Amazon’s Echo and Echo Dot are pretty cool, but what if you don’t have one yet—or aren’t home to use yours? That’s where Astra comes in. It’s an iPhone app that links to your Amazon account so you talk talk to Alexa just as if you’re right in front of your own Echo. The app lets you do pretty much everything your Echo or Echo Dot can handle, except for music playback or reading audio books. You can also remotely control your Echo-aware smarthome devices with your voice, which is worth the app’s US$0.99 price tag all by itself. You can get Astra at Apple’s App Store.
First Amazon wanted to be your go-to online shopping destination, and now the company wants to be your local brick-and-mortar store, too. John Martellaro and Dave Hamilton join Jeff Gamet to look at Amazon’s planned cashier-free grocery store, plus they dive into the possibility of our iPhones becoming our only computing device.
Amazon has taken a page from Apple’s book and maybe one-upped it, or at least brought it closer to home. The company announced Amazon Go, a combination retail store and app that allows you to walk in, scan a code, and walk out without doing going through any form of checkout line. Apple’s been doing something similar for years.
Amazon’s servers provide the backbone for much of the Web, and while upload speeds are improving, what happens when you need a few dozen petabytes backed up to the cloud? Enter Amazon Snowmobile, literally a giant truck with a mobile data center capable of physically moving up to 100 petabytes of your data to Amazon’s cloud servers. The concept is the evolution, both in name and function, of the company’s “Snowball” service, which ships customers data units with capacities up to 80TB. As for price, it’s in the “if you have to ask…” category, although Amazon says it aims to make the Snowmobile cheaper than any network-based data transfer which, even at gigabit speeds, would take a while.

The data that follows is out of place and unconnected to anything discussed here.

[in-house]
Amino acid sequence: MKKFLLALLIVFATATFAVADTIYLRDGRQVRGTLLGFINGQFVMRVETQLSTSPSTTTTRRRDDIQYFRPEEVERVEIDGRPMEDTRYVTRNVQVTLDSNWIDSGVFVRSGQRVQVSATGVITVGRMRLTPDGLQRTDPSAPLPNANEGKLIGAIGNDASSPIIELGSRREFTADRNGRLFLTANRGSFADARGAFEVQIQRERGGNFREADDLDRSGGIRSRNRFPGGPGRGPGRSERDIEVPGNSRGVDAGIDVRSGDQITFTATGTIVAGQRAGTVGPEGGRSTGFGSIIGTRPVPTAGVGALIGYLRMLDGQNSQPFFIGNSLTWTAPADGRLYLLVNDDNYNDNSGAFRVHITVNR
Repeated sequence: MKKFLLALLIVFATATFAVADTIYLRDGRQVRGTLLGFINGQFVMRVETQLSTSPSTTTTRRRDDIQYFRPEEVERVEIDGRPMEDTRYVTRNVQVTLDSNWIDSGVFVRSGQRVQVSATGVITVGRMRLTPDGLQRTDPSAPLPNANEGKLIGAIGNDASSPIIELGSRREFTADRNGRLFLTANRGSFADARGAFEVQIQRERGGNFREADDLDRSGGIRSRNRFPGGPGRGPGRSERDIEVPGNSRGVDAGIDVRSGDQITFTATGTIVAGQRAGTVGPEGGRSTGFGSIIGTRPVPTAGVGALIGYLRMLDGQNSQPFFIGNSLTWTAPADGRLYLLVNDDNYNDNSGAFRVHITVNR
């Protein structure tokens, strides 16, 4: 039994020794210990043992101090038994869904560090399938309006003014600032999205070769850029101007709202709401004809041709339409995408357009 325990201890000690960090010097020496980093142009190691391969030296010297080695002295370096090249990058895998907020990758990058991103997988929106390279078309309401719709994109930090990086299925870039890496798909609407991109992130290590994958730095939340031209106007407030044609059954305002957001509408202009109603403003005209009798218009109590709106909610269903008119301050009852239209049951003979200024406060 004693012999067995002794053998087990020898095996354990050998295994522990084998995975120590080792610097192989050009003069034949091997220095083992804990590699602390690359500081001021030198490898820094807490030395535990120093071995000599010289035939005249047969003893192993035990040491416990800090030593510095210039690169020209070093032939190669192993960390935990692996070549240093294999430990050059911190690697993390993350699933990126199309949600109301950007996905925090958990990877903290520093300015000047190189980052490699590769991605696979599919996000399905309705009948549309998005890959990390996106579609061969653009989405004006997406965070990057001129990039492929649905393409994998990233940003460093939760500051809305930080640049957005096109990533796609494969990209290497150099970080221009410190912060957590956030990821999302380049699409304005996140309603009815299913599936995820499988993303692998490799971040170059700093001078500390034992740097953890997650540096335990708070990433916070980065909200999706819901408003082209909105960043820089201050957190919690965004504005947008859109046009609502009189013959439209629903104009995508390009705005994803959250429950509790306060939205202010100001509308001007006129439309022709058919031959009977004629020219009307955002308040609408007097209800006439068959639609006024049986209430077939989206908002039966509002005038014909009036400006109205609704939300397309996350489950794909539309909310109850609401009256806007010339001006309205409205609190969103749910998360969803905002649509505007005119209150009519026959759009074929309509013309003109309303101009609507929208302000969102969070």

If you’re an Amazon Prime subscriber you can already stream music, so why would you want to pay US$7.99 for the just launched Amazon Music Unlimited? It’s the extras you get with Amazon Music Unlimited that set the two apart—but they may not be worth the price.
Apple Music, Spotify, say hello to Amazon Music Unlimited. Amazon just launched its own streaming music service, and here’s the kicker: It doesn’t need to be better than Apple Music or Spotify, just more convenient. That’s enough to keep more people in Amazon’s ecosystem.
Amazon rolled out financing for its line of Fire HD tablets this weeks, even on devices that retail for as little as US$89.99. The retailing giant is allowing qualifying customers to purchase a Fire HD8, Fire HD10, or Fire Kids Edition and pay for it over five payments.
The time since most of the Macs have been updated can now be described as geologic. Is that because Apple doesn’t care about the Macs? Or, more likely, could we be in for another major architectural change? Evidence is mounting that Apple will abandon Intel and take the Mac lineup to ARM. John looks at the evidence and makes the case.
Apple Music is about to get a new, yet familiar, competitor. Pandora today announced that it has secured licensing agreements with two major music labels, positioning the company to soon enter the on-demand music streaming industry currently dominated by Apple and Spotify.
Apple, Amazon, and Google are abusing their market strength to block competition from smaller companies, according to Senator Elizabeth Warren (D-MA). In a speech at the America’s Monopoly Problem on Wednesday, she said the three companies are using their size to “snuff out competition,” and she’s at least partly right.